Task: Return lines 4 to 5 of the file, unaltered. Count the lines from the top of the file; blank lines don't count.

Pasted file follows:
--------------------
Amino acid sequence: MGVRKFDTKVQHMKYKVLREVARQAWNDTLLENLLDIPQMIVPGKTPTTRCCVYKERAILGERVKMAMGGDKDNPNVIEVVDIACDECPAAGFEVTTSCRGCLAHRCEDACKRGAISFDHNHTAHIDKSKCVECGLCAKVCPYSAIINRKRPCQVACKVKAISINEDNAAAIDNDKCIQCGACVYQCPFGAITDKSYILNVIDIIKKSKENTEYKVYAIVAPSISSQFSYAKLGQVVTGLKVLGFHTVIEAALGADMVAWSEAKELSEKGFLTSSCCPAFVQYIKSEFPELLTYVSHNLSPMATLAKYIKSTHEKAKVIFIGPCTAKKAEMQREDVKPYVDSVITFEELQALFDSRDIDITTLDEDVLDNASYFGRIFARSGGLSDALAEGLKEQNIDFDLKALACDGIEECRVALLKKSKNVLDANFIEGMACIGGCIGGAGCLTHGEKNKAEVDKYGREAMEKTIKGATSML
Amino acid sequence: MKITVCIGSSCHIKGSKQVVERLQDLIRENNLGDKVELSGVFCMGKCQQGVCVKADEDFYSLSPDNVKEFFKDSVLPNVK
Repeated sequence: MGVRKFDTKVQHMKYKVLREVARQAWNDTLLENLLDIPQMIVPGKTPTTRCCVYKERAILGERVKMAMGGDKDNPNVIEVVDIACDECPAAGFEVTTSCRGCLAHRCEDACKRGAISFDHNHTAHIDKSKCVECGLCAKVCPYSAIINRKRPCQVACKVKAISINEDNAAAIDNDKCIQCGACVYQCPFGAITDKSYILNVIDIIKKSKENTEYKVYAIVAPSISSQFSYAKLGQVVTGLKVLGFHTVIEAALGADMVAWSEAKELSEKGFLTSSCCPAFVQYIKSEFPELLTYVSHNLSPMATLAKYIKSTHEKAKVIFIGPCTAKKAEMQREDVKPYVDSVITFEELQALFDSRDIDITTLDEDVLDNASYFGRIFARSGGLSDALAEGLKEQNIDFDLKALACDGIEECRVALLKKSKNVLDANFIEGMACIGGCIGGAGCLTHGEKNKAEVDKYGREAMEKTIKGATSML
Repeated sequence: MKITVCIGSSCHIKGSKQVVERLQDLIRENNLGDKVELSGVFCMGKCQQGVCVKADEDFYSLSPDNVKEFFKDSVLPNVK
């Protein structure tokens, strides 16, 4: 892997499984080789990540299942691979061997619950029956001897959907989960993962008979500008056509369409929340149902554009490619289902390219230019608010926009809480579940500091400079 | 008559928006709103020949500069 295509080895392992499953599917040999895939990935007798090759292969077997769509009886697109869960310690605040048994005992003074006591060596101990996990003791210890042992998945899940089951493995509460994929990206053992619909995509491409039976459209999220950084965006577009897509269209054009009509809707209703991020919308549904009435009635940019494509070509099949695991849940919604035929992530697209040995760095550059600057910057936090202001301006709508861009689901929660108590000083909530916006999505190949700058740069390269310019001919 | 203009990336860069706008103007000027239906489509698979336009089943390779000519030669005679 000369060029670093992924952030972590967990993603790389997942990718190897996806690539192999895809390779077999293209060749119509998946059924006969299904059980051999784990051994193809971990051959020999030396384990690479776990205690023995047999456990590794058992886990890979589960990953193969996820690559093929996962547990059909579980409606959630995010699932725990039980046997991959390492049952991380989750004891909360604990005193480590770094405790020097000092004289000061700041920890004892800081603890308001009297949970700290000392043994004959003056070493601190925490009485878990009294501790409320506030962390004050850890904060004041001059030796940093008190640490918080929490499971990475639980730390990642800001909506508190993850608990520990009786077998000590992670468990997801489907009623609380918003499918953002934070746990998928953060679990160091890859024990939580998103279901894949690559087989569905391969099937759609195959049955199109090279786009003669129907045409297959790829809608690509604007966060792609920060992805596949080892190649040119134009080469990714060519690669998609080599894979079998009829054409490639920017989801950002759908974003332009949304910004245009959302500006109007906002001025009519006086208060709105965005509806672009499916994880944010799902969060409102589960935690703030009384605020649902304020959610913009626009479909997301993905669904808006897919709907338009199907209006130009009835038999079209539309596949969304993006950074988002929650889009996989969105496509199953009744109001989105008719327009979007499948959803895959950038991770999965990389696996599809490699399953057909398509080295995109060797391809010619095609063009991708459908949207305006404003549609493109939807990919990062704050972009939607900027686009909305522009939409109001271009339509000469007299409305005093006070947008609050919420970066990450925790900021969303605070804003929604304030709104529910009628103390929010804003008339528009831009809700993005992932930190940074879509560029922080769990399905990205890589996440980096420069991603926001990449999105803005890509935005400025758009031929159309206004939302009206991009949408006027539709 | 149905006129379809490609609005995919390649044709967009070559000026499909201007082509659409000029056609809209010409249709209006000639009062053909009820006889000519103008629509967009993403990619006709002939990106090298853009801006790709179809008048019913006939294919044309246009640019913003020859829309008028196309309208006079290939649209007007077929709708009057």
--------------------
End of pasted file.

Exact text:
Repeated sequence: MKITVCIGSSCHIKGSKQVVERLQDLIRENNLGDKVELSGVFCMGKCQQGVCVKADEDFYSLSPDNVKEFFKDSVLPNVK
């Protein structure tokens, strides 16, 4: 892997499984080789990540299942691979061997619950029956001897959907989960993962008979500008056509369409929340149902554009490619289902390219230019608010926009809480579940500091400079 | 008559928006709103020949500069 295509080895392992499953599917040999895939990935007798090759292969077997769509009886697109869960310690605040048994005992003074006591060596101990996990003791210890042992998945899940089951493995509460994929990206053992619909995509491409039976459209999220950084965006577009897509269209054009009509809707209703991020919308549904009435009635940019494509070509099949695991849940919604035929992530697209040995760095550059600057910057936090202001301006709508861009689901929660108590000083909530916006999505190949700058740069390269310019001919 | 203009990336860069706008103007000027239906489509698979336009089943390779000519030669005679 000369060029670093992924952030972590967990993603790389997942990718190897996806690539192999895809390779077999293209060749119509998946059924006969299904059980051999784990051994193809971990051959020999030396384990690479776990205690023995047999456990590794058992886990890979589960990953193969996820690559093929996962547990059909579980409606959630995010699932725990039980046997991959390492049952991380989750004891909360604990005193480590770094405790020097000092004289000061700041920890004892800081603890308001009297949970700290000392043994004959003056070493601190925490009485878990009294501790409320506030962390004050850890904060004041001059030796940093008190640490918080929490499971990475639980730390990642800001909506508190993850608990520990009786077998000590992670468990997801489907009623609380918003499918953002934070746990998928953060679990160091890859024990939580998103279901894949690559087989569905391969099937759609195959049955199109090279786009003669129907045409297959790829809608690509604007966060792609920060992805596949080892190649040119134009080469990714060519690669998609080599894979079998009829054409490639920017989801950002759908974003332009949304910004245009959302500006109007906002001025009519006086208060709105965005509806672009499916994880944010799902969060409102589960935690703030009384605020649902304020959610913009626009479909997301993905669904808006897919709907338009199907209006130009009835038999079209539309596949969304993006950074988002929650889009996989969105496509199953009744109001989105008719327009979007499948959803895959950038991770999965990389696996599809490699399953057909398509080295995109060797391809010619095609063009991708459908949207305006404003549609493109939807990919990062704050972009939607900027686009909305522009939409109001271009339509000469007299409305005093006070947008609050919420970066990450925790900021969303605070804003929604304030709104529910009628103390929010804003008339528009831009809700993005992932930190940074879509560029922080769990399905990205890589996440980096420069991603926001990449999105803005890509935005400025758009031929159309206004939302009206991009949408006027539709 | 149905006129379809490609609005995919390649044709967009070559000026499909201007082509659409000029056609809209010409249709209006000639009062053909009820006889000519103008629509967009993403990619006709002939990106090298853009801006790709179809008048019913006939294919044309246009640019913003020859829309008028196309309208006079290939649209007007077929709708009057």